Brain for Hire: The internet makes academic cheating a lot easier

For many years, Dave Tomar was that bane that universities always claim to be doing something about but can’t (or never will) do—an essay writer for hire.

Here’s more about the book.

Wait. Shouldn’t the internet end cheating? The search engine reveals everything, right?…

no Continue reading. in the The Complete Guide to Contract Fraud in Higher Education (Academic Influence, 2022) explains Tomar, long-time freelance writer and now plagiarism expert: Yes, this happened on Google because the default search engine in 2000 and the usual copy-paste and essay-mill methods stopped working. But…

Scammers and their enablers just need to get more creative. Where there used to be only online repositories for essays and the people who curated them, demand now generated a growing workforce of service providers. And I was part of that first wave. (p. 6)

In short, a brain for hire. The essays and theses that Tomar, obviously a gifted author, wrote on all kinds of topics remained invisible to classic AI detection methods because they were really original. But they were not written by the student being evaluated. He estimates that he wrote about 5,000 pages of work, for which he paid about $60,000 a year.

It’s really hard to tell how many students are hiring bright minds online. Estimates range across the map. Tomar believes that 40% have cheated in this way at least once (p. 22). But we can be sure of two things: there are more than many who will admit this, and contrary to early expectations, the internet has made it a lot easier. Online, hundreds of companies are matching a student who has the money with a writer who has the background and the brains.

But there’s another factor driving the ongoing trend, says Tomar. His student clients weren’t just lazy sorority boys and airheads whose wealthy folks wanted them to graduate before they got married. Many clients have been and still are truly desperate – educationally underqualified for the courses they are taking but financially swamped by student loans.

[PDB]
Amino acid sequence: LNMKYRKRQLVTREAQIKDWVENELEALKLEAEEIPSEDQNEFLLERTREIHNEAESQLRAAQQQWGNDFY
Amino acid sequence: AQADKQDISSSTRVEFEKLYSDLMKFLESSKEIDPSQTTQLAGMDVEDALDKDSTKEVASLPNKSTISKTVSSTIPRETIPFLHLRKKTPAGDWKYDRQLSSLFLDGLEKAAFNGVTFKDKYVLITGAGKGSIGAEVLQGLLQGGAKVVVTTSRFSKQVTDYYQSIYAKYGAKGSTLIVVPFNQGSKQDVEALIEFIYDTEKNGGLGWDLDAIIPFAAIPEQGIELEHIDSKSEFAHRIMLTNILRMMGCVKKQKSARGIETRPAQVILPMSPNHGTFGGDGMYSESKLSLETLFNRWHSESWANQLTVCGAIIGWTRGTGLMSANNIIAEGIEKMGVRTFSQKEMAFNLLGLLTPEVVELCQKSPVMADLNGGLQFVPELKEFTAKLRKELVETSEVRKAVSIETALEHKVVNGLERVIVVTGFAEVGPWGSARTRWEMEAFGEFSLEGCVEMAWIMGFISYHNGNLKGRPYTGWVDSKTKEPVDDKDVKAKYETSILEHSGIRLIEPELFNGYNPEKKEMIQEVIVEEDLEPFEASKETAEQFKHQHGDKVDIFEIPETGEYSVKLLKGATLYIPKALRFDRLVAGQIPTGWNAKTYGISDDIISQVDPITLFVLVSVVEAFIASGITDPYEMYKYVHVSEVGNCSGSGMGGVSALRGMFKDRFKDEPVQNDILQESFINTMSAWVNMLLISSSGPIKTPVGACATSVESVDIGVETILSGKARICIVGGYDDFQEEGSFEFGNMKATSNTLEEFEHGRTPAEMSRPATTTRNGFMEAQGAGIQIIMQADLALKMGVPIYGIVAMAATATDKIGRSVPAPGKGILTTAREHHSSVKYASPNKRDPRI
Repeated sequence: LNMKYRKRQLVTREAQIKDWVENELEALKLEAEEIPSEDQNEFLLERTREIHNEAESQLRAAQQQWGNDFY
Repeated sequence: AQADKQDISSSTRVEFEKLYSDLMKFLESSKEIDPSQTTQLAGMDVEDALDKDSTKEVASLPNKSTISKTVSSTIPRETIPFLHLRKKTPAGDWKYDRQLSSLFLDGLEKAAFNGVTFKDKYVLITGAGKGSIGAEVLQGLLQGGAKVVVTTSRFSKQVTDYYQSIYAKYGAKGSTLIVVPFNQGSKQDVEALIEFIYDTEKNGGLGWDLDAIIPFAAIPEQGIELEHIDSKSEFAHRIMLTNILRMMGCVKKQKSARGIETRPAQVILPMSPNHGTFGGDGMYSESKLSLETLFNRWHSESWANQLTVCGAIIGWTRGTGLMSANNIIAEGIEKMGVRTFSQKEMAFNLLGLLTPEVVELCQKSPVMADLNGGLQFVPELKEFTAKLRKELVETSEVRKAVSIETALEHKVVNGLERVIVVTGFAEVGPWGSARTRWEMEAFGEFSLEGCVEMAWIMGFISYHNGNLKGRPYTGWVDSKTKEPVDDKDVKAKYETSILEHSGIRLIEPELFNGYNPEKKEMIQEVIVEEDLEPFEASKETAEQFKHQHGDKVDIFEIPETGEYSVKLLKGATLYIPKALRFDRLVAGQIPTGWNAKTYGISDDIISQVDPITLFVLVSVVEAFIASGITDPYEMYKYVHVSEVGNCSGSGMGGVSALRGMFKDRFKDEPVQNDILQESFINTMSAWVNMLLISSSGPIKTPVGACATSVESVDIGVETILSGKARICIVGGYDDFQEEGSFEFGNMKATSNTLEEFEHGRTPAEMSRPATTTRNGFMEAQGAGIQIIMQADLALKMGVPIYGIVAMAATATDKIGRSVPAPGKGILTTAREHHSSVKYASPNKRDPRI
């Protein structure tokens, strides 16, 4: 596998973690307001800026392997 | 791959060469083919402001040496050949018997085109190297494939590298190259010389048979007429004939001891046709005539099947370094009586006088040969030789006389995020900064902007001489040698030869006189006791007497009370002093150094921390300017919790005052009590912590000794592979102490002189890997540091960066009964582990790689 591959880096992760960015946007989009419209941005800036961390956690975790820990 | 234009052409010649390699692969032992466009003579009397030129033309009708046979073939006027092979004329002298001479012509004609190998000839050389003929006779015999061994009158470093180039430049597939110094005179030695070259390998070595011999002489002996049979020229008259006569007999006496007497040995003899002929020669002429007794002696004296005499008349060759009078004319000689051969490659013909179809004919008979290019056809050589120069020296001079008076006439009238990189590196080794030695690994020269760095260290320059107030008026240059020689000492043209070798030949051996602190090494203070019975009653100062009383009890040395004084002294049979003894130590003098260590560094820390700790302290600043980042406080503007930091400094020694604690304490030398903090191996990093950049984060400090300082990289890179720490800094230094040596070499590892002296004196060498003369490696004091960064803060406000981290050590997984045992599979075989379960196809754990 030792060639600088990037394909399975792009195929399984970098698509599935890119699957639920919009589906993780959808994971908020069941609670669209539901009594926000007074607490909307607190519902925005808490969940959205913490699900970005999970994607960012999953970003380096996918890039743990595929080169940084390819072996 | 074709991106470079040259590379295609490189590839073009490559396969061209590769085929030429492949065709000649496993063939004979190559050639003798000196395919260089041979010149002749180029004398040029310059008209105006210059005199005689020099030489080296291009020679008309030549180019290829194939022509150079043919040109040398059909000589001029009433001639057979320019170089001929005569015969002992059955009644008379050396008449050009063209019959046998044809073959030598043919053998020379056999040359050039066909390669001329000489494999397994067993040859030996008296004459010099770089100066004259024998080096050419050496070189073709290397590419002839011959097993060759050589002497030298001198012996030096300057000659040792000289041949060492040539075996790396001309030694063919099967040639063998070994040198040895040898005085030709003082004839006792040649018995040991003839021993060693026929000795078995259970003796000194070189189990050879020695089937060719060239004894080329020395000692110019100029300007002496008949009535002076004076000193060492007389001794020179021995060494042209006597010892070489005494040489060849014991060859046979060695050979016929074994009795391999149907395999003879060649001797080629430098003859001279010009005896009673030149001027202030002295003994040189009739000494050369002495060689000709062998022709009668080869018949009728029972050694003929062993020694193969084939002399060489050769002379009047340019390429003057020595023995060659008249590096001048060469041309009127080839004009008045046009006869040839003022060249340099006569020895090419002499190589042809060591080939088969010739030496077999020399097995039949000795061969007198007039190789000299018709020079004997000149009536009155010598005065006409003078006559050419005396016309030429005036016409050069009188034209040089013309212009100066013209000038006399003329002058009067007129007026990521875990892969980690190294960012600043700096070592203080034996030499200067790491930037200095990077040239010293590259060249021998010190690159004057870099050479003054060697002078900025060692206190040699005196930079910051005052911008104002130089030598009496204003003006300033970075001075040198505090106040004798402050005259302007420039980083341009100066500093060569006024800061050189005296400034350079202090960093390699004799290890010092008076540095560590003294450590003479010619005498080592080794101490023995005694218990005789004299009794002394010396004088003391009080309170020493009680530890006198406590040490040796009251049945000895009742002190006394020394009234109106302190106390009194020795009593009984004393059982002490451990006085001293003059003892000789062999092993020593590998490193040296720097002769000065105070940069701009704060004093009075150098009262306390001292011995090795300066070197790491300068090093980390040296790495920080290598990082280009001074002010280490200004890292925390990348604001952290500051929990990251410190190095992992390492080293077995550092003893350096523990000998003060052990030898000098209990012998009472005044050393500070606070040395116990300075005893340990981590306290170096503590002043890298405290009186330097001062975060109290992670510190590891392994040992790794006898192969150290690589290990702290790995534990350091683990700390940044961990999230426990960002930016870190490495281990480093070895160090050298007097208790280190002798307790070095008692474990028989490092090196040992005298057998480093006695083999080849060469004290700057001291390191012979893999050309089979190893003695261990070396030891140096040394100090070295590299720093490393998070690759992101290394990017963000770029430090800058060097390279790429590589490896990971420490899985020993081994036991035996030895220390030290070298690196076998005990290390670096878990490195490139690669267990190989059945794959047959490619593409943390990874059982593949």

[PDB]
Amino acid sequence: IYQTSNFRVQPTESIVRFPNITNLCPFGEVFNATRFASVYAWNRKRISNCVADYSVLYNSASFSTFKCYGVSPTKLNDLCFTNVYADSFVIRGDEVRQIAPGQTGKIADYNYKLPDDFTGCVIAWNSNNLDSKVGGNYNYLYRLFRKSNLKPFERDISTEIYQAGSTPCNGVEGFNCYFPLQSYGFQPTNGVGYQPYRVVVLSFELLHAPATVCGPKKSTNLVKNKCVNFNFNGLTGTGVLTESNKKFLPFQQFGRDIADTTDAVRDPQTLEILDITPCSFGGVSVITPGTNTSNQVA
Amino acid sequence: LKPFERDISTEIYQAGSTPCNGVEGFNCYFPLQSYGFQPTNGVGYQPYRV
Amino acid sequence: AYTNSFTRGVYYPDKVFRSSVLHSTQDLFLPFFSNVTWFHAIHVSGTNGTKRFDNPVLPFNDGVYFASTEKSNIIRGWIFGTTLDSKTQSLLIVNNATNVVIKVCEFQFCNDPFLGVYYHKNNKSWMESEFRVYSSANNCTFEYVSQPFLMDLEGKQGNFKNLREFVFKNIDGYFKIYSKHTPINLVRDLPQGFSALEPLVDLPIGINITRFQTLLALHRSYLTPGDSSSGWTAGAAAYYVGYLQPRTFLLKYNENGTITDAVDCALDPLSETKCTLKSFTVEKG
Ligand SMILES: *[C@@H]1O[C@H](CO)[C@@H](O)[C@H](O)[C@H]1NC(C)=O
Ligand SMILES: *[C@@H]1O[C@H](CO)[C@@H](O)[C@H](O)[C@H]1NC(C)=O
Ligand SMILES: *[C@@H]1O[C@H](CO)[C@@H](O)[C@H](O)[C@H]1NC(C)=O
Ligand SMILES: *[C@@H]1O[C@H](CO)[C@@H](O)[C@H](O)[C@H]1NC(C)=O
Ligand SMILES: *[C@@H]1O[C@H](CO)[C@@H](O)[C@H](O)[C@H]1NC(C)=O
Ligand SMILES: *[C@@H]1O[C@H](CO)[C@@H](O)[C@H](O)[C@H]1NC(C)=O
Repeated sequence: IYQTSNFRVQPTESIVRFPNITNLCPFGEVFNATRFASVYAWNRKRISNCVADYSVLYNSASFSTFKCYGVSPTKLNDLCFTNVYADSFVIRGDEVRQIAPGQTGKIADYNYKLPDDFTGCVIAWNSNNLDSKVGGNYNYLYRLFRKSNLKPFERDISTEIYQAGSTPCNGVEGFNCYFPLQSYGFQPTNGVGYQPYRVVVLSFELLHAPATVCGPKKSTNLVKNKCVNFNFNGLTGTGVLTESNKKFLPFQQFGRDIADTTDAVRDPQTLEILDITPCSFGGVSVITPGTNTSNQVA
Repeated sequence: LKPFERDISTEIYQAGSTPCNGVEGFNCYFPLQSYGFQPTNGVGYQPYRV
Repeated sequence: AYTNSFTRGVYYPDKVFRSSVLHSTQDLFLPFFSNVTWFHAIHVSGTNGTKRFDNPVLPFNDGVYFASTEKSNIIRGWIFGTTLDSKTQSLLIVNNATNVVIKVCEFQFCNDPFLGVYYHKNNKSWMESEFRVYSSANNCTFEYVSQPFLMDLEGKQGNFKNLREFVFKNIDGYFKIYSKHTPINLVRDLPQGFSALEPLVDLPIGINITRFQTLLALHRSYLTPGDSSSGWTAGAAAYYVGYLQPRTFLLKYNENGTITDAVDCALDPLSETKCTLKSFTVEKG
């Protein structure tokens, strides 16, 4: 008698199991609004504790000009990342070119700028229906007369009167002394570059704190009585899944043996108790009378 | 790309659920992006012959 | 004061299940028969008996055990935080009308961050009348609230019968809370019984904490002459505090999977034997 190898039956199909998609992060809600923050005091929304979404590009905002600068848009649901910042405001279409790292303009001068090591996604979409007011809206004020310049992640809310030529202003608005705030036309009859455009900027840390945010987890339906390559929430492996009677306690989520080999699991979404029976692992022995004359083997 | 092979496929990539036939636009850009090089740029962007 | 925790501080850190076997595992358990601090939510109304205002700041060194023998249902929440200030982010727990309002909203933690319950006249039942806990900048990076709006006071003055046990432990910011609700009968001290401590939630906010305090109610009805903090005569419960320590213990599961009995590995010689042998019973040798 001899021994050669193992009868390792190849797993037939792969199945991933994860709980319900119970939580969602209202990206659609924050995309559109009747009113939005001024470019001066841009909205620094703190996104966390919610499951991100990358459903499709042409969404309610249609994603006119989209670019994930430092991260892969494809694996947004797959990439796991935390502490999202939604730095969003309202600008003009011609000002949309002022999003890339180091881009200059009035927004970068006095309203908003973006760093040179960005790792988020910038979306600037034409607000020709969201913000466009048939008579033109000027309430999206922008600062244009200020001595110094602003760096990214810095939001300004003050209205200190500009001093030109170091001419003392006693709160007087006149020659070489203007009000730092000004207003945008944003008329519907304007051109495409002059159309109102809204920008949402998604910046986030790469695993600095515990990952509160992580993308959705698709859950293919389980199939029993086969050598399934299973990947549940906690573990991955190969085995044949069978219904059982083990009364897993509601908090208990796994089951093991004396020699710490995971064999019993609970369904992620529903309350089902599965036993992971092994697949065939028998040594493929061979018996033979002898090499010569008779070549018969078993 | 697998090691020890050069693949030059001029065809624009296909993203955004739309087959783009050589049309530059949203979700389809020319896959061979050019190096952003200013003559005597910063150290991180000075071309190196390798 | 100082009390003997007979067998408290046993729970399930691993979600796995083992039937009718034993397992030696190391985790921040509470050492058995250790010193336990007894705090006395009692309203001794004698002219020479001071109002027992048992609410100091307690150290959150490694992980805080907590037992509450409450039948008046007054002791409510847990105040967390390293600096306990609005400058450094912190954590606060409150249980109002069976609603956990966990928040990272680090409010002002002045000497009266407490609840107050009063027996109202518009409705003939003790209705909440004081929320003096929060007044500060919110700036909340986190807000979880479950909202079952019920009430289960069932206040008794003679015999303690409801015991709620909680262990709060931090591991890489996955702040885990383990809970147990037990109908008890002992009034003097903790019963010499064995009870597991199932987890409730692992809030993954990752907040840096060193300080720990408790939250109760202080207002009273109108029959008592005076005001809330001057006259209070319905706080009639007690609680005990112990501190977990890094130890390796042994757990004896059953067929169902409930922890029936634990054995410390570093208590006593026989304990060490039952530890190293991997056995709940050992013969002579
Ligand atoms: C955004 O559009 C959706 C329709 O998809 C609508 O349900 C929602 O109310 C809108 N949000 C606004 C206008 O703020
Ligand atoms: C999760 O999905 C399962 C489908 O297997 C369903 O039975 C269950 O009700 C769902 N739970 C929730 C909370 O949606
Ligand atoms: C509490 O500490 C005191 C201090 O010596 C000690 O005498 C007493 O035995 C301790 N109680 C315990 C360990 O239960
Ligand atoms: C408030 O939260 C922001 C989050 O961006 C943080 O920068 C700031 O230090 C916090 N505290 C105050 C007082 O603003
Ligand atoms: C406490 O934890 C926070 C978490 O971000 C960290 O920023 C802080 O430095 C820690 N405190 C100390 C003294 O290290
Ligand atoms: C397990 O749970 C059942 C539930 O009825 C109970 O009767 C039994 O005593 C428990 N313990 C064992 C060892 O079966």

Education underqualified? According to Pew Research (2017), the United States lags behind many technologically advanced countries in high school academic performance: For example, if we compare the United States to demographically similar Canada, science scores are 496 vs. 598, math scores are 470 vs 516 and reading 497 to 527. There are a number of complex reasons for this, but when students go to university many do not have the academic basis to complete the coursework.

In the meantime, many have accumulated large debts:

In the class of 2020, 55% of undergraduate graduates took out student loans and graduated with an average of $28,400 in federal and personal debt. And 14% of parents with students in the Class of 2019 — the most recent data available — took out an average of $37,200 in Federal Parent PLUS loans. – Student Loan Hero

David Tomar

You can’t afford it Not to graduate no matter who writes the papers, says Tomar. If they are the customers for the online essay writing services, “crack down” in isolation probably won’t do much good.

Michael T. Nietzel, former president of Missouri State University, commented on the new book below Forbes:

Tomar flouts the entire contract fraud industry in a highly interesting, often perversely amusing, account of online fraud. He’s the outlaw who just left. In fact, in recent years, Tomar has consulted fraud detection companies like Turnitin and acted somewhat like the reformed card counter hired by casinos to warn them how professional gamblers are hailing them.

Part confessional, part disclosure, part manual, this book is a must-read for anyone wanting to learn the ins and outs of ghostwriting, the size of the industry, the reasons why students cheat, what cheating reveals, the flaws in higher education, and how the problem should be understood and best addressed.

Michael T Nietzel“New book reveals everything you need to know about contract fraud by college students” forbes (July 1, 2022, subscription required)

This isn’t the first time Tomar has gone public about the brain-for-hire deal. In 2010, under the pseudonym “Ed Dante”, he offered to explain himself Higher Education Chronicle: The “man who writes your students’ homework tells his story.” His article, the Shadow Scholar, was something of a publishing event – reportedly the most annotated article in the history of that publication. He wrote an earlier book about it (Bloomsbury, 2012). After leaving this profession, he worked freelance for various publications. Today he is Editor-in-Chief at Academic Influence.

Next: What would Tomar think would help reduce the level of fraud?

You might also like to read: Science detectives catch authors using AI tools for plagiarism. Strange terms like “fake consciousness” instead of “artificial intelligence” popped up in computer science journals and sparked an investigation. Both the researchers and publisher Elsevier found that automatic back-translation to conceal plagiarism was the likely source of the strange phrases.

Comments are closed.